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Friday, 5 July 2013

The man who brought jazz, and style, into the sunlight ...

Original hipsters ...
Looking Our Best struggles with a lot of things.  The 5:2 diet.  Leg waxing. Queue jumpers. Cabbage. The baffling popularity of the Daily Mail’s‘Sidebar of Shame’.  But as the author of a style blog for well-dressed middle-agers, LOB really struggles to define that word itself: style. 

It’s easier to say what style is not. It’s never to be confused with fashion, for example.  Fashion is dictated by seasonal trends, spending money, wearing designer labels like trophies, and a certain slavishness. Style is freedom.   It’s timeless. It can be created with something inexpensive from a charity shop. It is not top-to-toe brands.  Most of us know really stylish people, yet can’t exactly put into words why they are so.  Because style is not really about clothes. It’s to do with our visual connection with the world, and the old saying that 90% of communication is non-verbal. Style is simplicity, an elegance, a beauty of form, line and colour. A coming together of everything that pleases the eye. 
Impressionistic images of the water

A reminder of what style is came to your blogger last weekend, on hearing of the death of photographer Bert Stern.  In all of the obituaries of the 83-year-old Brooklyn-born Stern, the focus has been on his collection of photographs of Marilyn Monroe from the summer of 1962. These images, commissioned by Vogue, became collectively known as The Last Sitting as the 36-year-old actress died just six weeks after they were taken.  Stern is also the subject of a recent documentary ‘Bert Stern: Original Mad Man’, the title referring to his creative transformation of mundane ads into something akin to an art form in the Madison Avenue of the late 1950s.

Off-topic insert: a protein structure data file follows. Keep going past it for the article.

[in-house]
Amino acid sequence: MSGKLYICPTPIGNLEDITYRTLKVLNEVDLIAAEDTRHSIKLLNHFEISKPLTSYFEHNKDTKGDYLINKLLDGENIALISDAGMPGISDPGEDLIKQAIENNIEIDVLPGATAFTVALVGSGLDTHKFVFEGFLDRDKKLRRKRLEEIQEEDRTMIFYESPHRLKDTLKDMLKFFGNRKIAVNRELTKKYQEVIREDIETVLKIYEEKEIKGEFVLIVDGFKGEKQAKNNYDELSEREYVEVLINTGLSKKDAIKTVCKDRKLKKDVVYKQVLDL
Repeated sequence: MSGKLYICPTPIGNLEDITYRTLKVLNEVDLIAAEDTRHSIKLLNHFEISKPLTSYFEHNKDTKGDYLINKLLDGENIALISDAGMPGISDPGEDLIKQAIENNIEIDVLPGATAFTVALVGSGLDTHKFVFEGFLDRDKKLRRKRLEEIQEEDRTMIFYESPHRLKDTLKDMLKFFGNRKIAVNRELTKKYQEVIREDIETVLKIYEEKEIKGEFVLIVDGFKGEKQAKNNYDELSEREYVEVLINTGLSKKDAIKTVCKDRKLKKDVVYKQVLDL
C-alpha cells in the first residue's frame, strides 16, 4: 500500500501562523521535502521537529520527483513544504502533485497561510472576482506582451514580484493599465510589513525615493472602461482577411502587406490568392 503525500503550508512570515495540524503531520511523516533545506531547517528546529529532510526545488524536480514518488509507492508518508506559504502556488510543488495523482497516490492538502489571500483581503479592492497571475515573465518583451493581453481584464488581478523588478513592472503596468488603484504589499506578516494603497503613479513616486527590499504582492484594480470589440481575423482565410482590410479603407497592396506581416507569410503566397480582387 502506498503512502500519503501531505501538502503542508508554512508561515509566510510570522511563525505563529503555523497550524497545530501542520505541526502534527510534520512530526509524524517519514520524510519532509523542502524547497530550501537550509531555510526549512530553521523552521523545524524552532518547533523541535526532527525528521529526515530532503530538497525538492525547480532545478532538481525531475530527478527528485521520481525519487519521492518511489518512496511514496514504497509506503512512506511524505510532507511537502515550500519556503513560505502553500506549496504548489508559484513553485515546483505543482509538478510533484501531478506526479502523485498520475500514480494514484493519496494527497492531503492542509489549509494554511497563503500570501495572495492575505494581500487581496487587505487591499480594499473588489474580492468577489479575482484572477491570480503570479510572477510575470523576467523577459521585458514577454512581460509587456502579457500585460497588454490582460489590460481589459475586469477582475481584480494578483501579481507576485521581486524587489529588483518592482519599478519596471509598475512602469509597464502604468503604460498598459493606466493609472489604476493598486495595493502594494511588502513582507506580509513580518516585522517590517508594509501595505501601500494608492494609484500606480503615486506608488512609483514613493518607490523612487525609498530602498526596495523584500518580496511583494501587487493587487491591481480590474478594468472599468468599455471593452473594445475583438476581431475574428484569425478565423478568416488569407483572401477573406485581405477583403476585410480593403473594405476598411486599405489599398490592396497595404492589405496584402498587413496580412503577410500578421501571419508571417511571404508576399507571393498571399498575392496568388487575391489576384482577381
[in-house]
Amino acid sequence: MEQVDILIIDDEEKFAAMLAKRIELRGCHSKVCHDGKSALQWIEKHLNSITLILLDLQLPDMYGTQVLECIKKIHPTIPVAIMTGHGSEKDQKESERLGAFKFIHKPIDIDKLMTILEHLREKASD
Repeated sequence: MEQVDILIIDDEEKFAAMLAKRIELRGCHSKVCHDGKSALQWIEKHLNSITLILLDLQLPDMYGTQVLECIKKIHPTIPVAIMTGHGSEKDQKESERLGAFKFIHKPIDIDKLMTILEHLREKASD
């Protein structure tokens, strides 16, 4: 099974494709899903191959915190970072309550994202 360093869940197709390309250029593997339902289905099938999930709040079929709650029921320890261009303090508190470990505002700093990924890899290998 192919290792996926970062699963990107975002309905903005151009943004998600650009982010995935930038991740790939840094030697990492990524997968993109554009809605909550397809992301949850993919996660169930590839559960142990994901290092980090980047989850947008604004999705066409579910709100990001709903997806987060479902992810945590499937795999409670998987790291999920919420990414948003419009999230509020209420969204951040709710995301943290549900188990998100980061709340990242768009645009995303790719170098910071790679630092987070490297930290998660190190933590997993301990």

For anyone seeking an example of style’s timelessness however, it’s Stern’s co-directed film of the 1958 Newport Jazz Festival that blends a seductive harmony of image and sound. Jazz on a Summer’s Day was first screened at the 1959 Venice Film Festival, and proved a landmark in documentary filming, especially the filming of musical events. The very first scenes of light dancing on the waters off Newport look as if created by an impressionist painter’s brush rather than a camera. And it’s the concentration on the people at the festival, almost as much as the musicians and singers, which captures the viewer. Almost.

Stern himself reflected many years after that his focus at the time was to bring “jazz out into the sun. Usually jazz films are all black-and-white, kind of depressing, and in little downstairs nightclubs.”  He and co-director Aram Avakian dispelled the smoky greyness associated with the music by shooting with what they called ‘colour-saturated’ Kodachrome film. If The Great Gatsby became shorthand for the jazz age in the Long Island of the 1920s, Stern set a new standard with his l958 jazz film, and featuring, unusually given the social and political climate of those times, a mixed race audience and cast of performers. Glimpses of elegance just about everywhere ranged from singer 
Anita O'Day putting on the style
Anita O’Day, resplendent in cocktail dress, picture hat and white gloves, to a suave Chuck Berry in black tuxedo. 

Fans feature as strongly as the musicians
The camera switches intermittently to the crowd, showing the hipsters of the day in their cool shades; further away groups of young people are captured at a house party;  then the lens returns to linger on a couple in jeans, jiving languorously to Berry’s Sweet Little Sixteen. When gospel singer Mahalia Jackson finally appears on stage, there is a palpable epiphany that music may be the closest thing to the divine we humans can experience. 

If pictures really do tell a story, then the man who brought jazz into the sunlight also gave us one of the best definitions of style. And no words necessary…

1 comment:

  1. Cannot sleep with the heat- no better way to pass the time than another great read from LOB